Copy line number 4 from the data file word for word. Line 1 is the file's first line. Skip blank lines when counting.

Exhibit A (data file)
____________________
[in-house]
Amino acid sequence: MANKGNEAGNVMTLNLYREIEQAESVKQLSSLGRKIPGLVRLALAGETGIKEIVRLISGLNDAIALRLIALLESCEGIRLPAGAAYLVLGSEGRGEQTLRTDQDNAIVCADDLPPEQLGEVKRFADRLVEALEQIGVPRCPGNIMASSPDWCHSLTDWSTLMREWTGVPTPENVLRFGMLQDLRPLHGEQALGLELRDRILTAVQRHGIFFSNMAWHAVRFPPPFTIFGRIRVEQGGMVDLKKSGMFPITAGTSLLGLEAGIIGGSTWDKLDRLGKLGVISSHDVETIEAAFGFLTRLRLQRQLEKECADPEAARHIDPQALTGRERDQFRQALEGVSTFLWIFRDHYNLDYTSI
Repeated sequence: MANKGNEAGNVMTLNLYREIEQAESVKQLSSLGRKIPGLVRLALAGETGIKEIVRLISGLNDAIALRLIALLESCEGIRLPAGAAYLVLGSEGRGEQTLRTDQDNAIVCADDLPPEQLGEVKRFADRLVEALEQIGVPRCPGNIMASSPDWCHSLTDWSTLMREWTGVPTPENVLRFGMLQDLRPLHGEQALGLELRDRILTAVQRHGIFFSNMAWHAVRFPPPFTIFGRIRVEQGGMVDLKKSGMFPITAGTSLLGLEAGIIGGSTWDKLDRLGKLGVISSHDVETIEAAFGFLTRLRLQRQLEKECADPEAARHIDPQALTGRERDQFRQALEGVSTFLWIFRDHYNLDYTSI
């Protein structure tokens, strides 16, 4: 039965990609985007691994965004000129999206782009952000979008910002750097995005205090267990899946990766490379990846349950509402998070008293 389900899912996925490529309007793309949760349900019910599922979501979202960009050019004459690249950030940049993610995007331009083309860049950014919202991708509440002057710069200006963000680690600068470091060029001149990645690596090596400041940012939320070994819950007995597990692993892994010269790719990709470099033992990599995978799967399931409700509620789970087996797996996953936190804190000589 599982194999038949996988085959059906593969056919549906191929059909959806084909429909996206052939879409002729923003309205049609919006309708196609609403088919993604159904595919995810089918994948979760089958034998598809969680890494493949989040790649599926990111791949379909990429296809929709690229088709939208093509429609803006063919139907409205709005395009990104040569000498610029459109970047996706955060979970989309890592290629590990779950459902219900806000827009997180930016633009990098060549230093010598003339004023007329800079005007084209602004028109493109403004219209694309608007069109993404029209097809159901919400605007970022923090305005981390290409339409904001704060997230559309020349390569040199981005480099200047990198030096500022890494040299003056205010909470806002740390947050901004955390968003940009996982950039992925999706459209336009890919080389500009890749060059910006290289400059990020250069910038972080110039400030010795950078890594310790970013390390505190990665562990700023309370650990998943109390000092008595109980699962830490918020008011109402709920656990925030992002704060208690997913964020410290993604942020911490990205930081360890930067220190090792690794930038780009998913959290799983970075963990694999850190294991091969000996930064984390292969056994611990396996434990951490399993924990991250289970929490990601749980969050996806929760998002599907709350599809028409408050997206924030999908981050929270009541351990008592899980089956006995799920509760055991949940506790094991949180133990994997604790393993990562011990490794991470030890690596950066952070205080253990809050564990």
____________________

């Protein structure tokens, strides 16, 4: 039965990609985007691994965004000129999206782009952000979008910002750097995005205090267990899946990766490379990846349950509402998070008293 389900899912996925490529309007793309949760349900019910599922979501979202960009050019004459690249950030940049993610995007331009083309860049950014919202991708509440002057710069200006963000680690600068470091060029001149990645690596090596400041940012939320070994819950007995597990692993892994010269790719990709470099033992990599995978799967399931409700509620789970087996797996996953936190804190000589 599982194999038949996988085959059906593969056919549906191929059909959806084909429909996206052939879409002729923003309205049609919006309708196609609403088919993604159904595919995810089918994948979760089958034998598809969680890494493949989040790649599926990111791949379909990429296809929709690229088709939208093509429609803006063919139907409205709005395009990104040569000498610029459109970047996706955060979970989309890592290629590990779950459902219900806000827009997180930016633009990098060549230093010598003339004023007329800079005007084209602004028109493109403004219209694309608007069109993404029209097809159901919400605007970022923090305005981390290409339409904001704060997230559309020349390569040199981005480099200047990198030096500022890494040299003056205010909470806002740390947050901004955390968003940009996982950039992925999706459209336009890919080389500009890749060059910006290289400059990020250069910038972080110039400030010795950078890594310790970013390390505190990665562990700023309370650990998943109390000092008595109980699962830490918020008011109402709920656990925030992002704060208690997913964020410290993604942020911490990205930081360890930067220190090792690794930038780009998913959290799983970075963990694999850190294991091969000996930064984390292969056994611990396996434990951490399993924990991250289970929490990601749980969050996806929760998002599907709350599809028409408050997206924030999908981050929270009541351990008592899980089956006995799920509760055991949940506790094991949180133990994997604790393993990562011990490794991470030890690596950066952070205080253990809050564990």